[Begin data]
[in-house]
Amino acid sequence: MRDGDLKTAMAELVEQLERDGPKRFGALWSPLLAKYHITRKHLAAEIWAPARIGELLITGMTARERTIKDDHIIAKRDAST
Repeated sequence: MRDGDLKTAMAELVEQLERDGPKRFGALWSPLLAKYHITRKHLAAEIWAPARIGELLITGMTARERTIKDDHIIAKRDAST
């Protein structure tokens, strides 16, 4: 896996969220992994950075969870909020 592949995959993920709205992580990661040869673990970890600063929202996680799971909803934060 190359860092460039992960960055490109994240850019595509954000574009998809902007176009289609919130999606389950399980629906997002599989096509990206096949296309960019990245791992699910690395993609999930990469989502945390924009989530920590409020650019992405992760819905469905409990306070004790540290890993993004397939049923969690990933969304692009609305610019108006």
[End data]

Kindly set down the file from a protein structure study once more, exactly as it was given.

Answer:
[in-house]
Amino acid sequence: MRDGDLKTAMAELVEQLERDGPKRFGALWSPLLAKYHITRKHLAAEIWAPARIGELLITGMTARERTIKDDHIIAKRDAST
Repeated sequence: MRDGDLKTAMAELVEQLERDGPKRFGALWSPLLAKYHITRKHLAAEIWAPARIGELLITGMTARERTIKDDHIIAKRDAST
């Protein structure tokens, strides 16, 4: 896996969220992994950075969870909020 592949995959993920709205992580990661040869673990970890600063929202996680799971909803934060 190359860092460039992960960055490109994240850019595509954000574009998809902007176009289609919130999606389950399980629906997002599989096509990206096949296309960019990245791992699910690395993609999930990469989502945390924009989530920590409020650019992405992760819905469905409990306070004790540290890993993004397939049923969690990933969304692009609305610019108006």